* boot_info_08: this is only modified by boot1 when a specific RTC event has occurred.
* boot_info_38 to boot_info_54: these are used to store the time spent on the various boot0/boot1 stages.
* boot_info_0C: this is increased by 1 each time a warmboot occurs (gets set back to 0 on a coldboot).

To be more precise, there are indeed a few more fields that are modified by boot1, but these are always set to either 0 or -1 in a way that doesn't make it really practical to choose them.

I began by focusing on the time related fields, but these just turned out to be too volatile for a reliable memory corruption. Also, boot_info_0C is not really useful either since it keeps changing on each warmboot.
What about boot_info_08? For this field to be read/written the RTC must have the SLEEP_EN flag set. Luckily, we can just force this flag to be set by calling the system call ios_shutdown(1) (see which also happens to trigger a system reset!

Still, boot_info_08 will be overwritten with rtc_events |= (boot_info_08 & 0x101E). From blind tests, I could tell the final value that got written was always 0x0020XXXX, which means I could write a NULL byte followed by 0x20 and whatever was in the lower bits of boot_info_08. This is far from optimal... :

Took me about 2 afternoons of reading boot1's binary until I finally found the perfect place to corrupt:
0D40AC6C                 MOVS            R0, #0
0D40AC6E                 POP             {R1-R3}
0D40AC70                 MOV             R11, R2
0D40AC72                 MOV             SP, R3
0D40AC74                 BX              R1

This particular snippet is the epilogue of sub_D40AC30, which runs immediately after boot_info_08 is modified. Doesn't look particularly interesting, but let's check the hex:
0D40AC6C  20 00 BC 0E 46 93 46 9D 47 08 00 00

Jackpot! Since we are running way before MMU is set up and all that, we can do unaligned memory reads/writes just fine, so, if I change the boot_info pointer to 0x0D40AC6D, boot1 will see the following structure:

* boot_info_00: 0x00BC0E46
* boot_info_04: 0x93469D47
* boot_info_08: 0x080000XX

Since boot_info_04 has bit 0x80 (big endian) set, boot1 will overwrite boot_info_08 with 0x0020XXXX. Why is this important? Because we now have mutated the instruction BX R1 into BX R0 and R0 is 0.
This means boot1's execution will fall into NULL. Normally this isn't very exciting, but in the Wii U's case the physical address range 0x00000000 to 0x01FFFFFF maps to MEM1 (which is frequently used for graphics).

This memory range is not cleared on a warmboot either so, as long as boot0 and boot1 leave it alone, we can actually plant our payload there and have arbitrary code execution going!

It's known that boot0 doesn't touch any relevant RAM regions, but what about boot1? Well, boot1 actually accesses the three RAM regions (MEM0, MEM1 and MEM2):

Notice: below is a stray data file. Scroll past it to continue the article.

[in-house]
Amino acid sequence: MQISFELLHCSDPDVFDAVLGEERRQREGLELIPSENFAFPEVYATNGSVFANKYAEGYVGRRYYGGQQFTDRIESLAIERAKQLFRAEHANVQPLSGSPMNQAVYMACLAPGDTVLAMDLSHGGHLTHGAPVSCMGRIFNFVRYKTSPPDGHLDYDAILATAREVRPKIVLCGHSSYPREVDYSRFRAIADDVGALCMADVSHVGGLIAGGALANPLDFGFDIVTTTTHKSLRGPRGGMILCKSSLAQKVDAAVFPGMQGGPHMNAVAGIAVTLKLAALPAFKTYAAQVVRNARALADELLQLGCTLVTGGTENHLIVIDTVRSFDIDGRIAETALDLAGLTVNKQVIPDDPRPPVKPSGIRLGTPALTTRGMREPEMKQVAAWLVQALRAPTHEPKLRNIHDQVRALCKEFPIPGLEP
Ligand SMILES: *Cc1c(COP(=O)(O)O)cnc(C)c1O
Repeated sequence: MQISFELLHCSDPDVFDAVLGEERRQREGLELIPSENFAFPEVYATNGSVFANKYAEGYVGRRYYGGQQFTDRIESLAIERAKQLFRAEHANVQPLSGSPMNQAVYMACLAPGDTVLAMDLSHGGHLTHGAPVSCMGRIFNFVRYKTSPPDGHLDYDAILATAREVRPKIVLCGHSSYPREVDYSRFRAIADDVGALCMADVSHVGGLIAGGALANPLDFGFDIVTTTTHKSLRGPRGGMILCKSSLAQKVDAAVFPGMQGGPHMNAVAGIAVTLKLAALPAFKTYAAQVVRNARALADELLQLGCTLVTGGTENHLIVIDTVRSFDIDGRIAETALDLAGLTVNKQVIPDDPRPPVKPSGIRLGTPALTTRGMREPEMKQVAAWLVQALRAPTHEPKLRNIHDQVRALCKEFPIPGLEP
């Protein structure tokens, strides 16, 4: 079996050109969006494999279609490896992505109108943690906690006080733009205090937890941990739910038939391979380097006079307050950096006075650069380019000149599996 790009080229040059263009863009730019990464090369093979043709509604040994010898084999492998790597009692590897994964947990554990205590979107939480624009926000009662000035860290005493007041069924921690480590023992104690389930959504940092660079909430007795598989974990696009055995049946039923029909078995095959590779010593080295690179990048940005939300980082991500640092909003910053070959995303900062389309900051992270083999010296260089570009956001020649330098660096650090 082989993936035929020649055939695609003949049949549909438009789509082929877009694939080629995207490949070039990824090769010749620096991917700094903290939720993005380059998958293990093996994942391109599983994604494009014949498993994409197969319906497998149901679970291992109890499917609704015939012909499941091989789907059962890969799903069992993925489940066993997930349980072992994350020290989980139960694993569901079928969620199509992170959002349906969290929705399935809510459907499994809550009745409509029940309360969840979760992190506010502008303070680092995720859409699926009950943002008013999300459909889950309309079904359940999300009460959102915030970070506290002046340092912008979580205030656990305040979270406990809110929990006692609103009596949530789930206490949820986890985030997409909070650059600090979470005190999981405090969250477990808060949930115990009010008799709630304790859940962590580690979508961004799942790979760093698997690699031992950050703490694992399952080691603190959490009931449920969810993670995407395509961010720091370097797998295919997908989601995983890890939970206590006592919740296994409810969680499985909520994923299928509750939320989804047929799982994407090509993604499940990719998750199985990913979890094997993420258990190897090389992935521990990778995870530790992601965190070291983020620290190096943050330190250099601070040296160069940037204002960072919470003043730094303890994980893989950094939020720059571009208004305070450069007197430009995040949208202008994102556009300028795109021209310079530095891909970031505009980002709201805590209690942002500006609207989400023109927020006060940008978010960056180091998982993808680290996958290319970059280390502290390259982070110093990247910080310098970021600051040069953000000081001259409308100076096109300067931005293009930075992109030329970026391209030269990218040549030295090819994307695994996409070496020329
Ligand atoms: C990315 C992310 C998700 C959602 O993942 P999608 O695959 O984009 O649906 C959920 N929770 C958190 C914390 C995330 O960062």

* MEM0 is fully cleared by boot1 as soon as it starts;
* MEM2 is left untouched, with the exception of the first 0x400 bytes at address 0x10000000 which are filled with a binary pattern for testing RAM self-refresh;
* MEM1 is also left untouched, with the exception of a single word (0x20008000) being written at address 0x0000000C for unknown reasons.

As long as our payload starts right away with a jump over address 0x0000000C, we are good!

So, I cook up a small payload to copy boot1 from SRAM into some unused MEM2 region, patch the corruption I just caused, jump back to where execution fell to NULL and let boot1 finish. Now I just need to escalate into IOS-MCP or IOSU's kernel and fish out the binary!

As a bonus, this particular method allows me to hijack execution before the 2 mysterious OTP blocks get locked (see so I can easily piggyback on boot1's OTP reading functions and get them too!
Sadly, these blocks are never used and were likely locked out as a preemptive measure so a future update could begin to use them instead of some other key material (especially since the 2 blocks are not per-console).

And there you have it, boot1 code execution from a RAM based attack!
Along with this writeup, I'll be publicly documenting boot1 over at and I'm releasing a patch for my long forgotten project hexFW that gives you the option to dump your console's boot1 and unlocked OTP:

NOTE: This does not include the boot1 AES key, since that one is long gone by the time we are running code in boot1!

What about CFW? Well this attack on it's own doesn't really help you there.
In order to get a custom firmware running straight from boot1 another kind of attack is preferred, specially something that actually survives a coldboot. :
Remember that this only works due to RAM not being cleared on a warmboot so it's impossible to achieve persistence this way.

However... There's one plausible vector that could be used to create a much safer alternative to current methods.
Leveraging this bug from the vWii environment, for example, could grant a nice boot(ish) time CFW by combining some form of contenthax in a way that entering vWii mode would launch the boot1hax payload, reset the console and send you right into a CFW. The total time spent on this would be minimal and it would create a dual-boot environment where you could hold down the "B" button on boot to jump into CFW or do nothing to land on the vanilla OS. That is, of course, if you wouldn't mind sacrificing your vWii channel for a while (it would then be possible to restore it from within the CFW environment, so that's not really an issue).

I've been looking into this for quite some time with derrek, but the Switch has been taking most of our time so I kept postponing this project endlessly. Regardless, I still plan on picking this up one last time during the start of this new year, but derrek and I agreed on sharing this anyway so others can also get the chance to research boot1 and hopefully find some new bugs in the process.

All this has been kept under wraps for quite a while for a very good reason: it's insanely easy to patch. Now that the Wii U reached it's EoL and the Switch is the new kid on the block, it seems appropriate to end (for good) the Wii U cycle while homebrew on the Switch is just beginning to flourish.

Retail plaintext boot1 (v8377) SHA-256: 5013BFABC578CBA08843D9A0F650171942A696CBC54DF12E754D9E0978FCD3B1

I hope you enjoyed reading this as much as I did writing it. :)
Stay safe and have fun!